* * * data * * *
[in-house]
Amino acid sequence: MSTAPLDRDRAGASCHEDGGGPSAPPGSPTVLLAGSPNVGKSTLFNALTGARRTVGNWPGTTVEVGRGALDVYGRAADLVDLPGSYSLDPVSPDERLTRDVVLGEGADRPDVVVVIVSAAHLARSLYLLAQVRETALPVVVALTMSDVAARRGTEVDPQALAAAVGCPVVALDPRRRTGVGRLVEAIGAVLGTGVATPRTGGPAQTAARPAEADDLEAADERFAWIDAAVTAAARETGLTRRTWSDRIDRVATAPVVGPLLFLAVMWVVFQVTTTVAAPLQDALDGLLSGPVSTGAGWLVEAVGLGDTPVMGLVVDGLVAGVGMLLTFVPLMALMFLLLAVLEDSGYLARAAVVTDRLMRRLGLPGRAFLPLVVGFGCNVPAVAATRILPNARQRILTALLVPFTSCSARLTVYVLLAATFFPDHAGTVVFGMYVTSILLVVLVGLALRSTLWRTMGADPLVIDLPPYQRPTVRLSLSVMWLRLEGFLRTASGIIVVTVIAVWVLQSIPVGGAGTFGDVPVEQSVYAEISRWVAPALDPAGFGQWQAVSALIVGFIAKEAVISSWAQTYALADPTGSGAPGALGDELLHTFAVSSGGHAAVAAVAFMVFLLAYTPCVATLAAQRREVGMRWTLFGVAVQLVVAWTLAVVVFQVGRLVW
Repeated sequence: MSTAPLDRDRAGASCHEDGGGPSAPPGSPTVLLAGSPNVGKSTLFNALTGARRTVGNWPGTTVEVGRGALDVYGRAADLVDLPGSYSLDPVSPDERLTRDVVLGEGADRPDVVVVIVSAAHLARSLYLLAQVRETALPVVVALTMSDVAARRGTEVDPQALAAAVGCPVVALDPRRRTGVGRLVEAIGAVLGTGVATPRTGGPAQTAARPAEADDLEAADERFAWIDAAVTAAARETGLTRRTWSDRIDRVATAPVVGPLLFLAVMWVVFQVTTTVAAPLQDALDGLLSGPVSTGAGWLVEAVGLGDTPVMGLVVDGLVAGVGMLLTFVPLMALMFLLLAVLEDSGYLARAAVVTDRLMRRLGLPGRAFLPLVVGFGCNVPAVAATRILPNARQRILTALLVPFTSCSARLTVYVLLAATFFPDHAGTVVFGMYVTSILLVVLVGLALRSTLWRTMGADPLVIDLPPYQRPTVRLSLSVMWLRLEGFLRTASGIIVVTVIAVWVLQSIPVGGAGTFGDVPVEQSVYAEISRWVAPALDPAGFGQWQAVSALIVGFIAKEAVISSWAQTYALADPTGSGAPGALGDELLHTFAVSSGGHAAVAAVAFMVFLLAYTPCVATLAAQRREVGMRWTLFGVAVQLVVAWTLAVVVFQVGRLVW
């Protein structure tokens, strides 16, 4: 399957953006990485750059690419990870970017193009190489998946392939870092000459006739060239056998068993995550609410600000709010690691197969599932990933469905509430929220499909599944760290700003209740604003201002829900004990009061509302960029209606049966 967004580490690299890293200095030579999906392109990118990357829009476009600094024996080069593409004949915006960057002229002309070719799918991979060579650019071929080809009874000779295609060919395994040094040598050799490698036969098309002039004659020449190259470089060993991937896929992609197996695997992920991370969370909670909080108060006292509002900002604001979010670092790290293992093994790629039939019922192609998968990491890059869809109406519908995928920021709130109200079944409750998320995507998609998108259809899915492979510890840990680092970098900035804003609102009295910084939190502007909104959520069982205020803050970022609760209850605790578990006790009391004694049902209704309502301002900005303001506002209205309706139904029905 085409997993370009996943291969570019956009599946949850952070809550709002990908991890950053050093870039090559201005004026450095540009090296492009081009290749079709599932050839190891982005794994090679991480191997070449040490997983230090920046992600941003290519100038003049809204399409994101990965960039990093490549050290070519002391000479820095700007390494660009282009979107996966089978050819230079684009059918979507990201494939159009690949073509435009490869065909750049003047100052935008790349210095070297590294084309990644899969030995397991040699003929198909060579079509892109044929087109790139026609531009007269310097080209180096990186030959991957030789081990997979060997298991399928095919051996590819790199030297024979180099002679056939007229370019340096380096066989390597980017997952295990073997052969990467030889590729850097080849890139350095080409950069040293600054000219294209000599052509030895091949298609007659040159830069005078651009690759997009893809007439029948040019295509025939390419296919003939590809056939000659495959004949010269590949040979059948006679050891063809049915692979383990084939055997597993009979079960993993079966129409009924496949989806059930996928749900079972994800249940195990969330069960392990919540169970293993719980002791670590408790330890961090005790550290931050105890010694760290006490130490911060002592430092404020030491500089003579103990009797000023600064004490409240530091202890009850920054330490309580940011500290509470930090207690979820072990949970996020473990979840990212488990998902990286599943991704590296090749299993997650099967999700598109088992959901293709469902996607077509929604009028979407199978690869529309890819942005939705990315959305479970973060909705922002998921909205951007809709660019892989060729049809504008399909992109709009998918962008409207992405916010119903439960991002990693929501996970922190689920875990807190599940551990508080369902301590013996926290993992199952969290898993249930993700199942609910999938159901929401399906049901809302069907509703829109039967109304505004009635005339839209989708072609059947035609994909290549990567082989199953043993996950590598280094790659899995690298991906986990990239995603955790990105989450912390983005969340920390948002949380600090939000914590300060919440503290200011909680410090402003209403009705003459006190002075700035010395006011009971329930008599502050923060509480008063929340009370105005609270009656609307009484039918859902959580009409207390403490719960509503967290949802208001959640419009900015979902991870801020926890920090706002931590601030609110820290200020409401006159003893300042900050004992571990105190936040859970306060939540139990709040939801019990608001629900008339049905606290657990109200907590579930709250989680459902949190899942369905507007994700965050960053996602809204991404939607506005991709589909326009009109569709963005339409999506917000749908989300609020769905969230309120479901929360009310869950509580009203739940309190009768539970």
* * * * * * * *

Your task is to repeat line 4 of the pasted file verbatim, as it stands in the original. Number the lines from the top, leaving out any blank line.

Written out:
């Protein structure tokens, strides 16, 4: 399957953006990485750059690419990870970017193009190489998946392939870092000459006739060239056998068993995550609410600000709010690691197969599932990933469905509430929220499909599944760290700003209740604003201002829900004990009061509302960029209606049966 967004580490690299890293200095030579999906392109990118990357829009476009600094024996080069593409004949915006960057002229002309070719799918991979060579650019071929080809009874000779295609060919395994040094040598050799490698036969098309002039004659020449190259470089060993991937896929992609197996695997992920991370969370909670909080108060006292509002900002604001979010670092790290293992093994790629039939019922192609998968990491890059869809109406519908995928920021709130109200079944409750998320995507998609998108259809899915492979510890840990680092970098900035804003609102009295910084939190502007909104959520069982205020803050970022609760209850605790578990006790009391004694049902209704309502301002900005303001506002209205309706139904029905 085409997993370009996943291969570019956009599946949850952070809550709002990908991890950053050093870039090559201005004026450095540009090296492009081009290749079709599932050839190891982005794994090679991480191997070449040490997983230090920046992600941003290519100038003049809204399409994101990965960039990093490549050290070519002391000479820095700007390494660009282009979107996966089978050819230079684009059918979507990201494939159009690949073509435009490869065909750049003047100052935008790349210095070297590294084309990644899969030995397991040699003929198909060579079509892109044929087109790139026609531009007269310097080209180096990186030959991957030789081990997979060997298991399928095919051996590819790199030297024979180099002679056939007229370019340096380096066989390597980017997952295990073997052969990467030889590729850097080849890139350095080409950069040293600054000219294209000599052509030895091949298609007659040159830069005078651009690759997009893809007439029948040019295509025939390419296919003939590809056939000659495959004949010269590949040979059948006679050891063809049915692979383990084939055997597993009979079960993993079966129409009924496949989806059930996928749900079972994800249940195990969330069960392990919540169970293993719980002791670590408790330890961090005790550290931050105890010694760290006490130490911060002592430092404020030491500089003579103990009797000023600064004490409240530091202890009850920054330490309580940011500290509470930090207690979820072990949970996020473990979840990212488990998902990286599943991704590296090749299993997650099967999700598109088992959901293709469902996607077509929604009028979407199978690869529309890819942005939705990315959305479970973060909705922002998921909205951007809709660019892989060729049809504008399909992109709009998918962008409207992405916010119903439960991002990693929501996970922190689920875990807190599940551990508080369902301590013996926290993992199952969290898993249930993700199942609910999938159901929401399906049901809302069907509703829109039967109304505004009635005339839209989708072609059947035609994909290549990567082989199953043993996950590598280094790659899995690298991906986990990239995603955790990105989450912390983005969340920390948002949380600090939000914590300060919440503290200011909680410090402003209403009705003459006190002075700035010395006011009971329930008599502050923060509480008063929340009370105005609270009656609307009484039918859902959580009409207390403490719960509503967290949802208001959640419009900015979902991870801020926890920090706002931590601030609110820290200020409401006159003893300042900050004992571990105190936040859970306060939540139990709040939801019990608001629900008339049905606290657990109200907590579930709250989680459902949190899942369905507007994700965050960053996602809204991404939607506005991709589909326009009109569709963005339409999506917000749908989300609020769905969230309120479901929360009310869950509580009203739940309190009768539970």